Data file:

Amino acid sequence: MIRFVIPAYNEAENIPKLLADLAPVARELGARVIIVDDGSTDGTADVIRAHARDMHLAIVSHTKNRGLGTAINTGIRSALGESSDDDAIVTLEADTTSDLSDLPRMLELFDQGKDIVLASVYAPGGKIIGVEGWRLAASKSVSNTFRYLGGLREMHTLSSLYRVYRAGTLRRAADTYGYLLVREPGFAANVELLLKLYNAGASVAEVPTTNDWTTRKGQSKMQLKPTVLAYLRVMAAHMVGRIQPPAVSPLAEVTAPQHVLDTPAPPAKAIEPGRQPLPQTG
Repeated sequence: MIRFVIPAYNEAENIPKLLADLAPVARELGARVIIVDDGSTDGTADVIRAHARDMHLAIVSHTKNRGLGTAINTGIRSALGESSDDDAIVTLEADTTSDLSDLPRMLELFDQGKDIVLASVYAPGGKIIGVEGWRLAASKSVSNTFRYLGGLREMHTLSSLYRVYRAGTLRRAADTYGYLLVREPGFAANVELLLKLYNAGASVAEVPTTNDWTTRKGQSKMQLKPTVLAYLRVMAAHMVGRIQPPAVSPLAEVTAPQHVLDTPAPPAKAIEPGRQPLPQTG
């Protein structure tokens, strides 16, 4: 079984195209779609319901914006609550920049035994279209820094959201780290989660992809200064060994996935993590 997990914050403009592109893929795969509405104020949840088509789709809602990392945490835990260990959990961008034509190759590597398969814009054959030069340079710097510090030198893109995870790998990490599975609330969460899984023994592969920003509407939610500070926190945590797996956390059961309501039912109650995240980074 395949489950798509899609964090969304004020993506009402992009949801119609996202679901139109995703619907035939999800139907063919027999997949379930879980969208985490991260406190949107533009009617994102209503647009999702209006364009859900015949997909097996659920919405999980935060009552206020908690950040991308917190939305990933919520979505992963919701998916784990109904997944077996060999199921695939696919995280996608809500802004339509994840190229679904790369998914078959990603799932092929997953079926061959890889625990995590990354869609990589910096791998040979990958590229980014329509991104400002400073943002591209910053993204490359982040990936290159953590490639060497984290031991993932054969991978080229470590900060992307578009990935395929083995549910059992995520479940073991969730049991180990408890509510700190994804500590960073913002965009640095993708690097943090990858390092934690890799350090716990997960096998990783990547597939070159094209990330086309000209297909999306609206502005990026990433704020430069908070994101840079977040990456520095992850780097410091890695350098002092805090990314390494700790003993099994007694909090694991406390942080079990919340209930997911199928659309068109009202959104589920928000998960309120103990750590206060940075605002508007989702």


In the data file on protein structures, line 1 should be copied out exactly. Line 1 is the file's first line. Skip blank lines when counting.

Amino acid sequence: MIRFVIPAYNEAENIPKLLADLAPVARELGARVIIVDDGSTDGTADVIRAHARDMHLAIVSHTKNRGLGTAINTGIRSALGESSDDDAIVTLEADTTSDLSDLPRMLELFDQGKDIVLASVYAPGGKIIGVEGWRLAASKSVSNTFRYLGGLREMHTLSSLYRVYRAGTLRRAADTYGYLLVREPGFAANVELLLKLYNAGASVAEVPTTNDWTTRKGQSKMQLKPTVLAYLRVMAAHMVGRIQPPAVSPLAEVTAPQHVLDTPAPPAKAIEPGRQPLPQTG